Home » Connect to All Listed Resources » Future of Dissertations

Future of Dissertations

To reconsider the future of the doctoral degree requires us to re-evaluate the role of the dissertation as a means of preparing and evaluating students. GC Digital Fellows and four guest speakers converse about the future of the dissertation as digital scholarship. What are the possibilities? the challenges? the options? The event will feature speakers who have completed non-traditional and/or digital dissertations and faculty mentors of such dissertations. This program is supported with funding from the PublicsLab and the English department.

This online event will take place on Monday, March 27, 2023 from 12:30 PM to 2 PM EST.

Recorded livestream:

Dr. Kathleen Fitzpatrick is the Director of Digital Humanities and Professor of English at Michigan State University. She has written extensively about the future of academic publishing, including addressing key social and institutional issues to ensure that scholarly communication remains relevant in the digital future and establishing the Humanities Commons.

Dr. Marisa Parham is a Professor of English and Digital Studies at the University of Maryland at College Park, where she directs the African American Digital and Experimental Humanities initiative (AADHUM), and is associate director for the Maryland Institute for Technology in the Humanities (MITH). As the current chair of the ACLS Commission on Fostering and Sustaining Diverse Digital Scholarship, she is leading discussions on systems and institutional change in providing  equitable access to the creation and sustainability of digital resources and projects related to social and racial justice.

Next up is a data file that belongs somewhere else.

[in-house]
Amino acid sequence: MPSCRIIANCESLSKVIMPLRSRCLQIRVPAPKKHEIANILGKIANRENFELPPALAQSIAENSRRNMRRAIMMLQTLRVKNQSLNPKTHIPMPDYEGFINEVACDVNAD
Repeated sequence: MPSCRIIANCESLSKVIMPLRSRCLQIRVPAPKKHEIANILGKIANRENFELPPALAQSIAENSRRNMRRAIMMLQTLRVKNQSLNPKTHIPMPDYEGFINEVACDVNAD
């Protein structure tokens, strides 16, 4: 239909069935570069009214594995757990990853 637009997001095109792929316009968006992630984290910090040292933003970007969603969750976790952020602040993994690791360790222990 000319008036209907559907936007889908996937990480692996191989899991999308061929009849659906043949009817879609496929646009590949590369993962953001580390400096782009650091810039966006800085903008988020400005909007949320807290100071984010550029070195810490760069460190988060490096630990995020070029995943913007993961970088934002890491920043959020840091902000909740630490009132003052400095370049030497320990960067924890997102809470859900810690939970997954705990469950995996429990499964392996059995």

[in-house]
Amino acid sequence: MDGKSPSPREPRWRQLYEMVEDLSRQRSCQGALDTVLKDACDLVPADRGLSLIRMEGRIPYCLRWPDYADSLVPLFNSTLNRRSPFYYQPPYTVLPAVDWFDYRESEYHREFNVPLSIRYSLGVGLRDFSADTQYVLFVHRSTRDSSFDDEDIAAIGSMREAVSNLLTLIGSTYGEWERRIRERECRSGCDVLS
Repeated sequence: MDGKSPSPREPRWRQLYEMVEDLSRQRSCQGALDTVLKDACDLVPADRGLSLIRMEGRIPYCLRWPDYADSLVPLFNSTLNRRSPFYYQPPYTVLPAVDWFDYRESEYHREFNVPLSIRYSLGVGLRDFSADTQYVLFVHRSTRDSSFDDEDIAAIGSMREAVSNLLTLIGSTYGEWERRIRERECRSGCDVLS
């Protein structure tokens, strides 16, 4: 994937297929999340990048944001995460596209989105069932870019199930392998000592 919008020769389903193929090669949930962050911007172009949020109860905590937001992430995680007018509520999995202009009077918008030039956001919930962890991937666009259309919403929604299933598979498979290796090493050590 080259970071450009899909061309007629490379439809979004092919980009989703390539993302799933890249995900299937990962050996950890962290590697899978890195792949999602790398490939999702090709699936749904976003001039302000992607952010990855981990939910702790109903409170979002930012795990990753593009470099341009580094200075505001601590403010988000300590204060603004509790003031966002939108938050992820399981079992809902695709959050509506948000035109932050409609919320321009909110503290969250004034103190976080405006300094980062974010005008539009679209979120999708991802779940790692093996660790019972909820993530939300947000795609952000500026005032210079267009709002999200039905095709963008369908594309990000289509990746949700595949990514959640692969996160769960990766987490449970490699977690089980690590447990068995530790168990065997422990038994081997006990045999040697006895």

Dr. Kay Sohini is a comics maker based in New York. She has a PhD from Stony Brook University, where she drew her doctoral dissertation, “Drawing Unbelonging,” as a comic. The project was supported by a generous grant from the Mellon Foundation and the American Council of Learned Society. In both her creative and academic work, Kay focuses on how comics can be utilized by scholars and artists alike in healthcare justice, in environmental humanities, in resisting disinformation, and in espousing an equitable future for all. Her debut graphic memoir Unbelonging is slated to be published by Penn State University Press in Fall 2023.

Dr. Zoe LeBlanc is an Assistant Professor at the School of Information Sciences at the University of Illinois. She currently serves on the editorial board of the Programming Historian and the executive committee of the Association for Computers and the Humanities. Her dissertation was the first digital history dissertation at Vanderbilt, and she used computational methods to analyze archival sources and craft historical arguments.